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This youtube search gave me what I was looking for: https://www.youtube.com/results?search_query=german+traditional+woodworking+hewing

Shows using side axes to surface logs.
 
steward
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One thing we learned this summer at the SKIP event is that a smaller plane will follow the curves of the surface and clean it up much faster than a large plane.  The surface will have more undulations but it'll be smooth.

Another possibility would be a big honking spoke shave.

A third one that probably won't work for your situation is to saw the surface lengthwise with a ripping saw.  Avoiding all that other work with the adze, hatchet and cross cut saw.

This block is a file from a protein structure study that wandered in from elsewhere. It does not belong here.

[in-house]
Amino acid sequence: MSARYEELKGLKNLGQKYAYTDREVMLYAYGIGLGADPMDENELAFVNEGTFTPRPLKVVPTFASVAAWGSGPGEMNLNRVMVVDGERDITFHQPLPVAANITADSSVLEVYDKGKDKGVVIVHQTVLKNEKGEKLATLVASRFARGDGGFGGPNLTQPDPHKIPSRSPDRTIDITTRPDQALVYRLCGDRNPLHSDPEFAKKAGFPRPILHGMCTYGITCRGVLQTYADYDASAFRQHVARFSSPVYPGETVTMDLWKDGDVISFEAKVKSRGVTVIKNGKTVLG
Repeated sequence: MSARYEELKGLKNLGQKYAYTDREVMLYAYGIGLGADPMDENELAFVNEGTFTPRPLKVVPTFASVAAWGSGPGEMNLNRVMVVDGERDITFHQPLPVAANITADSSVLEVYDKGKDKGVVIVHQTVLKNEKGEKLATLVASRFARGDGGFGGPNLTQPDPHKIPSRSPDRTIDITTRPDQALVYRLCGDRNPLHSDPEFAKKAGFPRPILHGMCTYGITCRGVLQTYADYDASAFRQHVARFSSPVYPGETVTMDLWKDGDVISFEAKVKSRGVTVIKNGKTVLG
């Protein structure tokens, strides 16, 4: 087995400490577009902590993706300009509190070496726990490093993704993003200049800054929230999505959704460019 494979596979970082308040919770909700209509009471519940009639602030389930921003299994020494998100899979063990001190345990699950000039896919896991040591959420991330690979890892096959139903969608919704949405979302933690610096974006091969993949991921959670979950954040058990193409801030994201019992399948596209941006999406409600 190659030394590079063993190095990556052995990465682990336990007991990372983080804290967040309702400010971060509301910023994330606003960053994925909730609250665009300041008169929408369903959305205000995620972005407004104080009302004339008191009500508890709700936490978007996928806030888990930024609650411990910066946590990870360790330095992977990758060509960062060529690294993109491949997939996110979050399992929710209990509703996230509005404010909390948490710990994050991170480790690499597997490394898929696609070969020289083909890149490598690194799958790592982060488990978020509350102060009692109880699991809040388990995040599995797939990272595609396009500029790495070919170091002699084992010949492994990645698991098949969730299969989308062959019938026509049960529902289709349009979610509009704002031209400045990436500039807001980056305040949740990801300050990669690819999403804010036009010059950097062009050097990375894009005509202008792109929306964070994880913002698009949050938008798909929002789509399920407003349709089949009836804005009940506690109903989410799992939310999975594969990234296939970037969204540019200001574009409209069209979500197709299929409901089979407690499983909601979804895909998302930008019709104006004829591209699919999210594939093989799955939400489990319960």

pollinator
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The hewing axe may be the 'correct' tool for the job.  If it were me, however, I would get my draw knife good and sharp....

 
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I only wear gloves for cold or handling abrasive materials. I find using them with tools tends to cause blisters. A natural wood handle is one of the most perfect interfaces for human skin in my opinion. Just enough friction, but not so much it causes blisters. I have found technique is important to not get blisters as well. Learning to hold a tool just right can allow hours of use at a time. Fit also plays into this.